• On your birthday, instead of gifts, ask for bags of dog or cat food and donate these to the local shelter.
  • Donate some bedding or money to purchase much needed items for a rescue organisation near you.
  • Share the pictures you see on the internet and Facebook of homeless animals that so desperately need a home. You’d be amazed how many rescued pets have found loving homes this way.
  • Spend just one morning a month volunteering at your local shelter. They are always in need of help to spend one-on-one time with the animals. Take the dogs for a walk around the grounds, play with them, bath them, play with the kitties etc …
  • See what repairs or maintenance needs to be done at your local registered rescue organisation and share your handyman talents.
  • Some animals don’t fare well in kennels, which does not bode well for them. Ask about becoming a foster parent. It’s one of the most rewarding experiences you’ll ever have. Some organisations that don’t have kennelling facilities rely solely on their network of fosters to be able to rescue animals from dire circumstances.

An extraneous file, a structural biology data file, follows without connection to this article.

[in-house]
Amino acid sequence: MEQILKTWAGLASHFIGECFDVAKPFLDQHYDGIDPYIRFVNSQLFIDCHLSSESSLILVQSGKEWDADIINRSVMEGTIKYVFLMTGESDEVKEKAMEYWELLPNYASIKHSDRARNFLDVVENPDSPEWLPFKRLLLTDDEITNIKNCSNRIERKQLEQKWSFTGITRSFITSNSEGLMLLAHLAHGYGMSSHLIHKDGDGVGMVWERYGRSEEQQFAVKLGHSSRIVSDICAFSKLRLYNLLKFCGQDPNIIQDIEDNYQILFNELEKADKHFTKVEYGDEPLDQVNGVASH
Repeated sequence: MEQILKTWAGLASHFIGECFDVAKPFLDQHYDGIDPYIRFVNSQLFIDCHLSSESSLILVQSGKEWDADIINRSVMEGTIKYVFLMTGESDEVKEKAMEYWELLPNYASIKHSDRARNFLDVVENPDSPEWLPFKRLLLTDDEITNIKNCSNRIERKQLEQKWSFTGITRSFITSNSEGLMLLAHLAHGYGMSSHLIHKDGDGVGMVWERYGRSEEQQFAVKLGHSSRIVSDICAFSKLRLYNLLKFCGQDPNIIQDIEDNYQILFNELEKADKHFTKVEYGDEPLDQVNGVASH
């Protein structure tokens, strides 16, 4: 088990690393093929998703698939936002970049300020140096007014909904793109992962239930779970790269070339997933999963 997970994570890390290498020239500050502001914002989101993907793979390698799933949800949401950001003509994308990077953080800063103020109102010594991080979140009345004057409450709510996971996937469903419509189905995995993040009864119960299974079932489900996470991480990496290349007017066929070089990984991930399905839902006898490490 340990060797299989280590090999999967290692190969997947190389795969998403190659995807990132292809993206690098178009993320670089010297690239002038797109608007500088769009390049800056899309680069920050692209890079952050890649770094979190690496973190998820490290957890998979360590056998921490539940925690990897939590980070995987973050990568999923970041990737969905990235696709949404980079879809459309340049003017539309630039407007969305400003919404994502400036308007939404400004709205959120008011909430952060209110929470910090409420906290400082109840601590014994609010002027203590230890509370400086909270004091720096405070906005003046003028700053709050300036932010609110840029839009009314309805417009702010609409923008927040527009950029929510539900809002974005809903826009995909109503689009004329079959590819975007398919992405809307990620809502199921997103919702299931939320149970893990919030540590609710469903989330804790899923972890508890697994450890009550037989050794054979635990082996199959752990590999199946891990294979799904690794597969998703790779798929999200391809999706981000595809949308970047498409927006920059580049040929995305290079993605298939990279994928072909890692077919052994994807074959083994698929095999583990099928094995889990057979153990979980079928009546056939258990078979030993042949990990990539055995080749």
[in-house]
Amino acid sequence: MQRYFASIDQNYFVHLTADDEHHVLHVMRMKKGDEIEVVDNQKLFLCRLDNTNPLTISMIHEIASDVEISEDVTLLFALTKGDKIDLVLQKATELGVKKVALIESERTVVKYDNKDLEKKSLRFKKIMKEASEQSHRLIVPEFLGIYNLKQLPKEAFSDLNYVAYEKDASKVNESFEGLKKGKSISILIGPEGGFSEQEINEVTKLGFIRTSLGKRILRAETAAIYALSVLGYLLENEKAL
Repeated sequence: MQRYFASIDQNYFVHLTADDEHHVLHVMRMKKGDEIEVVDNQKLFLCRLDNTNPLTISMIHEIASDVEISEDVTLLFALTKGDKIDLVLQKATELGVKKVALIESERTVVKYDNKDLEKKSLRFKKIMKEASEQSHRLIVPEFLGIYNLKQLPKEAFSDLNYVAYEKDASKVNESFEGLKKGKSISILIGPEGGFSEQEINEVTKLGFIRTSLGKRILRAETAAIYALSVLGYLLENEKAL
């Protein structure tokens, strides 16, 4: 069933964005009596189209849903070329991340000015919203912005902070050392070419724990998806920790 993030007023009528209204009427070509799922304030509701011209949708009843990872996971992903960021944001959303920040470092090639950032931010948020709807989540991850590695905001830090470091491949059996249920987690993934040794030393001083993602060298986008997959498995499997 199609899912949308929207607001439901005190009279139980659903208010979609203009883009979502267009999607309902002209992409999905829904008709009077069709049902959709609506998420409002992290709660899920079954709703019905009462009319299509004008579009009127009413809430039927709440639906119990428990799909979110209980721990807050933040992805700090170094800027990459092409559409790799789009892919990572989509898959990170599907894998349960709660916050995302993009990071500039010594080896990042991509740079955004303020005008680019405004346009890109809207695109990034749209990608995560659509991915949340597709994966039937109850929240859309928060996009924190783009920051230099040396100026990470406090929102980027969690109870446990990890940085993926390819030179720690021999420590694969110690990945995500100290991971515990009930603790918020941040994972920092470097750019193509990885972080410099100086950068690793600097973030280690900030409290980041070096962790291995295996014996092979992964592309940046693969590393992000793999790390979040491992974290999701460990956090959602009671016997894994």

• If you see an act of cruelty report it to the authorities – don’t turn a blind eye. Follow up with them to make sure it has been dealt with.
  • We can all say we love animals, but how often do we contribute to the wellbeing of animals? Stand up for what you believe in. Be their voice.
  • Educate people about what it means to be a responsible pet owner.

If we each individually take responsibility, we can win the “No Kill Revolution”.  Your effort could mean the difference between life or death for an unwanted pet, whose only “crime” was to be born.